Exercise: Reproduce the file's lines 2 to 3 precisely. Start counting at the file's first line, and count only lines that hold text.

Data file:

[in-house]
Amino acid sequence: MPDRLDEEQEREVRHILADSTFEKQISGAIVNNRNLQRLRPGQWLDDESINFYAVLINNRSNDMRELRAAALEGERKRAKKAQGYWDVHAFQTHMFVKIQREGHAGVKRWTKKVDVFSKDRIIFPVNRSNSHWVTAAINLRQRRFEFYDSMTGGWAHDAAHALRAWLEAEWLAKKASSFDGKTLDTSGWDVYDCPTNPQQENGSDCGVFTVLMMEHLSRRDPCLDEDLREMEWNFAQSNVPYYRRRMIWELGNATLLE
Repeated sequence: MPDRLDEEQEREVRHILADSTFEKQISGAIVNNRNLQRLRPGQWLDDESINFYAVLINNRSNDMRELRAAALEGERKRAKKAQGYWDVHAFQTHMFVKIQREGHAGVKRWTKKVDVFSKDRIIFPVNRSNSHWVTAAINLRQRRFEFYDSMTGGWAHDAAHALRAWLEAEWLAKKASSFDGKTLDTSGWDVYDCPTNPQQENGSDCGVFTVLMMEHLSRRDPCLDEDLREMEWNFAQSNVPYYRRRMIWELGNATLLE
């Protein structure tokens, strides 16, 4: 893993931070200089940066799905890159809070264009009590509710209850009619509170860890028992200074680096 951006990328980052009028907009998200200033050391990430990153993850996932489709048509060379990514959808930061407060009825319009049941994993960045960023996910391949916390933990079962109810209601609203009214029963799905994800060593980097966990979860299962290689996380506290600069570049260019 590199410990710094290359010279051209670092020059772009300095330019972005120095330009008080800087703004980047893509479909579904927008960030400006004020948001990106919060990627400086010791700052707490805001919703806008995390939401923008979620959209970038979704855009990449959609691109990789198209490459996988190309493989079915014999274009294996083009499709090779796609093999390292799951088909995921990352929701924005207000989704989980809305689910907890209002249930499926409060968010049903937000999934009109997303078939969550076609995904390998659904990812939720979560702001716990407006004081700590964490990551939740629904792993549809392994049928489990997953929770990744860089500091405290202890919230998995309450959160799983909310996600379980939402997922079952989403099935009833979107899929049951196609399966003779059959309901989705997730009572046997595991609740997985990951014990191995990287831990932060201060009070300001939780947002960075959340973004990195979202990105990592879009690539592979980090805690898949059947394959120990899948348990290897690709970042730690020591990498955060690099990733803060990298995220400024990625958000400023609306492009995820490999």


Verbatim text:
Amino acid sequence: MPDRLDEEQEREVRHILADSTFEKQISGAIVNNRNLQRLRPGQWLDDESINFYAVLINNRSNDMRELRAAALEGERKRAKKAQGYWDVHAFQTHMFVKIQREGHAGVKRWTKKVDVFSKDRIIFPVNRSNSHWVTAAINLRQRRFEFYDSMTGGWAHDAAHALRAWLEAEWLAKKASSFDGKTLDTSGWDVYDCPTNPQQENGSDCGVFTVLMMEHLSRRDPCLDEDLREMEWNFAQSNVPYYRRRMIWELGNATLLE
Repeated sequence: MPDRLDEEQEREVRHILADSTFEKQISGAIVNNRNLQRLRPGQWLDDESINFYAVLINNRSNDMRELRAAALEGERKRAKKAQGYWDVHAFQTHMFVKIQREGHAGVKRWTKKVDVFSKDRIIFPVNRSNSHWVTAAINLRQRRFEFYDSMTGGWAHDAAHALRAWLEAEWLAKKASSFDGKTLDTSGWDVYDCPTNPQQENGSDCGVFTVLMMEHLSRRDPCLDEDLREMEWNFAQSNVPYYRRRMIWELGNATLLE